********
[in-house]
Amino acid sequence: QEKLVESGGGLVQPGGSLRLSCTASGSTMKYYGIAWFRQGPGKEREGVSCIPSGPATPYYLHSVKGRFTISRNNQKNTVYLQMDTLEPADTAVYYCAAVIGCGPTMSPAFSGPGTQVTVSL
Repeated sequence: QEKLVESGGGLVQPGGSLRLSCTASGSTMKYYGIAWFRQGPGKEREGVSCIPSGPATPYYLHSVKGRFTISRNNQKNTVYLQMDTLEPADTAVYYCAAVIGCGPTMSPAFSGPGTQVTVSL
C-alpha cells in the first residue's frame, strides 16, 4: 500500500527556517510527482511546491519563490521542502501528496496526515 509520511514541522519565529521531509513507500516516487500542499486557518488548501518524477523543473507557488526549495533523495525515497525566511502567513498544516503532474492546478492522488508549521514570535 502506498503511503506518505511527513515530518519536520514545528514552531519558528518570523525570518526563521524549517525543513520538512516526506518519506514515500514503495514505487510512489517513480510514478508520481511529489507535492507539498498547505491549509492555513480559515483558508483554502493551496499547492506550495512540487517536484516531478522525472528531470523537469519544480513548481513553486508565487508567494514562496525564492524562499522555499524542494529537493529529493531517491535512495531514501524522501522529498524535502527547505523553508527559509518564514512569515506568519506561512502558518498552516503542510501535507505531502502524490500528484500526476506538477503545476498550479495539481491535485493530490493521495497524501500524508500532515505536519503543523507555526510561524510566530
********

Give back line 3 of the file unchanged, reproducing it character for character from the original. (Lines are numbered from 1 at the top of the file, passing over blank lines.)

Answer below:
Repeated sequence: QEKLVESGGGLVQPGGSLRLSCTASGSTMKYYGIAWFRQGPGKEREGVSCIPSGPATPYYLHSVKGRFTISRNNQKNTVYLQMDTLEPADTAVYYCAAVIGCGPTMSPAFSGPGTQVTVSL